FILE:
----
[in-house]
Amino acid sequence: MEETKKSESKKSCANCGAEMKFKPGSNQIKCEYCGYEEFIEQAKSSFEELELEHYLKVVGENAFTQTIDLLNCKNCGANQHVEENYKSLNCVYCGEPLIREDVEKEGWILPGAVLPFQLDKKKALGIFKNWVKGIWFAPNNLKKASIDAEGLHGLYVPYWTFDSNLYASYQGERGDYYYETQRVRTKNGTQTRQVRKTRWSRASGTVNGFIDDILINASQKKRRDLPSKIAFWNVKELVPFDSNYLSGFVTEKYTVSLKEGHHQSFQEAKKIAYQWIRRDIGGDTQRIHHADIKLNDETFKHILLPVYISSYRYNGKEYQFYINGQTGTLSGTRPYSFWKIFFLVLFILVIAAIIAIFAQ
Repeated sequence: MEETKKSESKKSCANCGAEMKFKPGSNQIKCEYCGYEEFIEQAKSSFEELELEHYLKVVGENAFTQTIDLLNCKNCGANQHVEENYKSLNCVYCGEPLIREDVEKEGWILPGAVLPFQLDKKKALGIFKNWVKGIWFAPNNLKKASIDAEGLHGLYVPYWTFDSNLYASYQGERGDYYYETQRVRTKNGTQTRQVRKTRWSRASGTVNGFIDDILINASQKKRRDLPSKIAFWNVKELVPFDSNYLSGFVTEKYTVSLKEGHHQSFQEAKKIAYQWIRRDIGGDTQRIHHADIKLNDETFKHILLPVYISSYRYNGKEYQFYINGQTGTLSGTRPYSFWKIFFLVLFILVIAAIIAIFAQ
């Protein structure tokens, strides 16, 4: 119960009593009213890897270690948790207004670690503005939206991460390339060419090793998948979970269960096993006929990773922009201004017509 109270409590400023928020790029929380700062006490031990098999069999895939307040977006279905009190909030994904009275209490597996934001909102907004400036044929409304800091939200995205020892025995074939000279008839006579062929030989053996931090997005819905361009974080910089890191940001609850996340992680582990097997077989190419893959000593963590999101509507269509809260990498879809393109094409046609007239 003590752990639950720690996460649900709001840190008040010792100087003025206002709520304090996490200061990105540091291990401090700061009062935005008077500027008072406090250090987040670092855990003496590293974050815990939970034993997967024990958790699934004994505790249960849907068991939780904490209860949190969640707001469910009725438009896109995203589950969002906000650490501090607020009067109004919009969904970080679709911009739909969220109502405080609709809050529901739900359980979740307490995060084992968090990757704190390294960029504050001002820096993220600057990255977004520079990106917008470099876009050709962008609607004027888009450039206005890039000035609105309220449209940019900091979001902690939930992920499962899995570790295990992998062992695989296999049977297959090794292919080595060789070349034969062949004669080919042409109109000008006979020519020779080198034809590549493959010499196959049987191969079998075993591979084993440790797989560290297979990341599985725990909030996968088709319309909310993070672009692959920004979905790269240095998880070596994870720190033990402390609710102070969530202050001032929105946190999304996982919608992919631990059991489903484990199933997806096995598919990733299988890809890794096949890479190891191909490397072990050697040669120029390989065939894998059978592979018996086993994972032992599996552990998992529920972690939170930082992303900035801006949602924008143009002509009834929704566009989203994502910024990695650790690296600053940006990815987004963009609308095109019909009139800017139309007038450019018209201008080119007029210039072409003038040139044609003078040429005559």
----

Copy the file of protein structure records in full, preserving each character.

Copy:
[in-house]
Amino acid sequence: MEETKKSESKKSCANCGAEMKFKPGSNQIKCEYCGYEEFIEQAKSSFEELELEHYLKVVGENAFTQTIDLLNCKNCGANQHVEENYKSLNCVYCGEPLIREDVEKEGWILPGAVLPFQLDKKKALGIFKNWVKGIWFAPNNLKKASIDAEGLHGLYVPYWTFDSNLYASYQGERGDYYYETQRVRTKNGTQTRQVRKTRWSRASGTVNGFIDDILINASQKKRRDLPSKIAFWNVKELVPFDSNYLSGFVTEKYTVSLKEGHHQSFQEAKKIAYQWIRRDIGGDTQRIHHADIKLNDETFKHILLPVYISSYRYNGKEYQFYINGQTGTLSGTRPYSFWKIFFLVLFILVIAAIIAIFAQ
Repeated sequence: MEETKKSESKKSCANCGAEMKFKPGSNQIKCEYCGYEEFIEQAKSSFEELELEHYLKVVGENAFTQTIDLLNCKNCGANQHVEENYKSLNCVYCGEPLIREDVEKEGWILPGAVLPFQLDKKKALGIFKNWVKGIWFAPNNLKKASIDAEGLHGLYVPYWTFDSNLYASYQGERGDYYYETQRVRTKNGTQTRQVRKTRWSRASGTVNGFIDDILINASQKKRRDLPSKIAFWNVKELVPFDSNYLSGFVTEKYTVSLKEGHHQSFQEAKKIAYQWIRRDIGGDTQRIHHADIKLNDETFKHILLPVYISSYRYNGKEYQFYINGQTGTLSGTRPYSFWKIFFLVLFILVIAAIIAIFAQ
């Protein structure tokens, strides 16, 4: 119960009593009213890897270690948790207004670690503005939206991460390339060419090793998948979970269960096993006929990773922009201004017509 109270409590400023928020790029929380700062006490031990098999069999895939307040977006279905009190909030994904009275209490597996934001909102907004400036044929409304800091939200995205020892025995074939000279008839006579062929030989053996931090997005819905361009974080910089890191940001609850996340992680582990097997077989190419893959000593963590999101509507269509809260990498879809393109094409046609007239 003590752990639950720690996460649900709001840190008040010792100087003025206002709520304090996490200061990105540091291990401090700061009062935005008077500027008072406090250090987040670092855990003496590293974050815990939970034993997967024990958790699934004994505790249960849907068991939780904490209860949190969640707001469910009725438009896109995203589950969002906000650490501090607020009067109004919009969904970080679709911009739909969220109502405080609709809050529901739900359980979740307490995060084992968090990757704190390294960029504050001002820096993220600057990255977004520079990106917008470099876009050709962008609607004027888009450039206005890039000035609105309220449209940019900091979001902690939930992920499962899995570790295990992998062992695989296999049977297959090794292919080595060789070349034969062949004669080919042409109109000008006979020519020779080198034809590549493959010499196959049987191969079998075993591979084993440790797989560290297979990341599985725990909030996968088709319309909310993070672009692959920004979905790269240095998880070596994870720190033990402390609710102070969530202050001032929105946190999304996982919608992919631990059991489903484990199933997806096995598919990733299988890809890794096949890479190891191909490397072990050697040669120029390989065939894998059978592979018996086993994972032992599996552990998992529920972690939170930082992303900035801006949602924008143009002509009834929704566009989203994502910024990695650790690296600053940006990815987004963009609308095109019909009139800017139309007038450019018209201008080119007029210039072409003038040139044609003078040429005559």